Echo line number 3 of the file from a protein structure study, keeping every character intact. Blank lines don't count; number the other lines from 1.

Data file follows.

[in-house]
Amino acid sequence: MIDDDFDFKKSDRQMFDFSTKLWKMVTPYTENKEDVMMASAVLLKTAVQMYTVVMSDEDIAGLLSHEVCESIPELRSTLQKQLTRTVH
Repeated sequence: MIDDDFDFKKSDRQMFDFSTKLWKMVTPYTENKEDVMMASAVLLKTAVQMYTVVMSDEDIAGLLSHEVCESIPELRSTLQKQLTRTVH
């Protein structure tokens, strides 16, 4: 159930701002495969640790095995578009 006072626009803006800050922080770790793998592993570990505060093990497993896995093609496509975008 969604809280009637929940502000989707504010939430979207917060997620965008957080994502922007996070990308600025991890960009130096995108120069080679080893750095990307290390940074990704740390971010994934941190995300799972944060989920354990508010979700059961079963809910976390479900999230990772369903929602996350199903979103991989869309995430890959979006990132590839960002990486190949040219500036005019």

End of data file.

Repeated sequence: MIDDDFDFKKSDRQMFDFSTKLWKMVTPYTENKEDVMMASAVLLKTAVQMYTVVMSDEDIAGLLSHEVCESIPELRSTLQKQLTRTVH